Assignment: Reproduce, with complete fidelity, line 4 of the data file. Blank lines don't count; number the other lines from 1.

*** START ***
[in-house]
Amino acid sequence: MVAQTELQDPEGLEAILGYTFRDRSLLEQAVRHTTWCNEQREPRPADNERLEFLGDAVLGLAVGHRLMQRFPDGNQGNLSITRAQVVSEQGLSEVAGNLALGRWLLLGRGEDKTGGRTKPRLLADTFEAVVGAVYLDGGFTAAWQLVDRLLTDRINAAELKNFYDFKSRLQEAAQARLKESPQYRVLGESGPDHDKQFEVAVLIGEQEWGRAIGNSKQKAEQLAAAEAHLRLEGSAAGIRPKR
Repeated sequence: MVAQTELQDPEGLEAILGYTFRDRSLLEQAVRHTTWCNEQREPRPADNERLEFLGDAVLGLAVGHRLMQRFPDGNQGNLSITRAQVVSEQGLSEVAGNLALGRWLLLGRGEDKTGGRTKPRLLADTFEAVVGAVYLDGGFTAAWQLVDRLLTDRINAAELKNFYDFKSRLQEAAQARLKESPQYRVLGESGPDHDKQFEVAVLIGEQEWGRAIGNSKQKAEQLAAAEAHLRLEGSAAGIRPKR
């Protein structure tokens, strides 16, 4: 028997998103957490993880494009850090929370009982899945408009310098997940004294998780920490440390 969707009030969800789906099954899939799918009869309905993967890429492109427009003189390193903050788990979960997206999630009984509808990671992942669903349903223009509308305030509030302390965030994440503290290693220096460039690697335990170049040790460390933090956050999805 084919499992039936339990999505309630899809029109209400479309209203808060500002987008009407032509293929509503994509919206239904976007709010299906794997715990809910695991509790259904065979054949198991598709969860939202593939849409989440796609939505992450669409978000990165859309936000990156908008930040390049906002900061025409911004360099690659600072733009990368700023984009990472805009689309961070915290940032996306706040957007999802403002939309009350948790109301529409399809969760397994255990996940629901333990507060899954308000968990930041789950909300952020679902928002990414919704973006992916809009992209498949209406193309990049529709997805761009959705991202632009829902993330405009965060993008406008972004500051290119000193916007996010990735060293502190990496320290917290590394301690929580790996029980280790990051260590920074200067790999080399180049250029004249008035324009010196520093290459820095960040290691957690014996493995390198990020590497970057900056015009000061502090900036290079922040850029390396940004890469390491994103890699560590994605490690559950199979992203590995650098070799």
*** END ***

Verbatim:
């Protein structure tokens, strides 16, 4: 028997998103957490993880494009850090929370009982899945408009310098997940004294998780920490440390 969707009030969800789906099954899939799918009869309905993967890429492109427009003189390193903050788990979960997206999630009984509808990671992942669903349903223009509308305030509030302390965030994440503290290693220096460039690697335990170049040790460390933090956050999805 084919499992039936339990999505309630899809029109209400479309209203808060500002987008009407032509293929509503994509919206239904976007709010299906794997715990809910695991509790259904065979054949198991598709969860939202593939849409989440796609939505992450669409978000990165859309936000990156908008930040390049906002900061025409911004360099690659600072733009990368700023984009990472805009689309961070915290940032996306706040957007999802403002939309009350948790109301529409399809969760397994255990996940629901333990507060899954308000968990930041789950909300952020679902928002990414919704973006992916809009992209498949209406193309990049529709997805761009959705991202632009829902993330405009965060993008406008972004500051290119000193916007996010990735060293502190990496320290917290590394301690929580790996029980280790990051260590920074200067790999080399180049250029004249008035324009010196520093290459820095960040290691957690014996493995390198990020590497970057900056015009000061502090900036290079922040850029390396940004890469390491994103890699560590994605490690559950199979992203590995650098070799």